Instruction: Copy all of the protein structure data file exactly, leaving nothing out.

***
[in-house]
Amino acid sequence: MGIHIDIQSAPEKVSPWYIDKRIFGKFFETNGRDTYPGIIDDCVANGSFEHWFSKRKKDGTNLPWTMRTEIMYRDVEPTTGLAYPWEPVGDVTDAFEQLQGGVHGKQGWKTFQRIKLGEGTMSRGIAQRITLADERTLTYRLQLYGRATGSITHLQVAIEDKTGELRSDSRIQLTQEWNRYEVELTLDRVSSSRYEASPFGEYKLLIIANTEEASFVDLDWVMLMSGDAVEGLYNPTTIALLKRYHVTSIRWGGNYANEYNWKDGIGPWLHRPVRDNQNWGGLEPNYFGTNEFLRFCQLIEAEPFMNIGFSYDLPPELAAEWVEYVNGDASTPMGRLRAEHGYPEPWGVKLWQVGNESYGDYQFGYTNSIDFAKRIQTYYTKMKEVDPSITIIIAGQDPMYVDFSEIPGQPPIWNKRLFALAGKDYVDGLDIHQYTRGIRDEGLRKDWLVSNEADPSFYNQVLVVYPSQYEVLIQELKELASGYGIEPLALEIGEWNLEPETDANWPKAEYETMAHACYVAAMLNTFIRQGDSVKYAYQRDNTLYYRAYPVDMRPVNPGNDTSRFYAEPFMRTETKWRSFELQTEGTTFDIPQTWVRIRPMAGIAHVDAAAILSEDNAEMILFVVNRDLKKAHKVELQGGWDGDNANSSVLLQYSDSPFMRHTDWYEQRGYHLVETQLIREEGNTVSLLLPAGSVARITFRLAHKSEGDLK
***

[in-house]
Amino acid sequence: MGIHIDIQSAPEKVSPWYIDKRIFGKFFETNGRDTYPGIIDDCVANGSFEHWFSKRKKDGTNLPWTMRTEIMYRDVEPTTGLAYPWEPVGDVTDAFEQLQGGVHGKQGWKTFQRIKLGEGTMSRGIAQRITLADERTLTYRLQLYGRATGSITHLQVAIEDKTGELRSDSRIQLTQEWNRYEVELTLDRVSSSRYEASPFGEYKLLIIANTEEASFVDLDWVMLMSGDAVEGLYNPTTIALLKRYHVTSIRWGGNYANEYNWKDGIGPWLHRPVRDNQNWGGLEPNYFGTNEFLRFCQLIEAEPFMNIGFSYDLPPELAAEWVEYVNGDASTPMGRLRAEHGYPEPWGVKLWQVGNESYGDYQFGYTNSIDFAKRIQTYYTKMKEVDPSITIIIAGQDPMYVDFSEIPGQPPIWNKRLFALAGKDYVDGLDIHQYTRGIRDEGLRKDWLVSNEADPSFYNQVLVVYPSQYEVLIQELKELASGYGIEPLALEIGEWNLEPETDANWPKAEYETMAHACYVAAMLNTFIRQGDSVKYAYQRDNTLYYRAYPVDMRPVNPGNDTSRFYAEPFMRTETKWRSFELQTEGTTFDIPQTWVRIRPMAGIAHVDAAAILSEDNAEMILFVVNRDLKKAHKVELQGGWDGDNANSSVLLQYSDSPFMRHTDWYEQRGYHLVETQLIREEGNTVSLLLPAGSVARITFRLAHKSEGDLK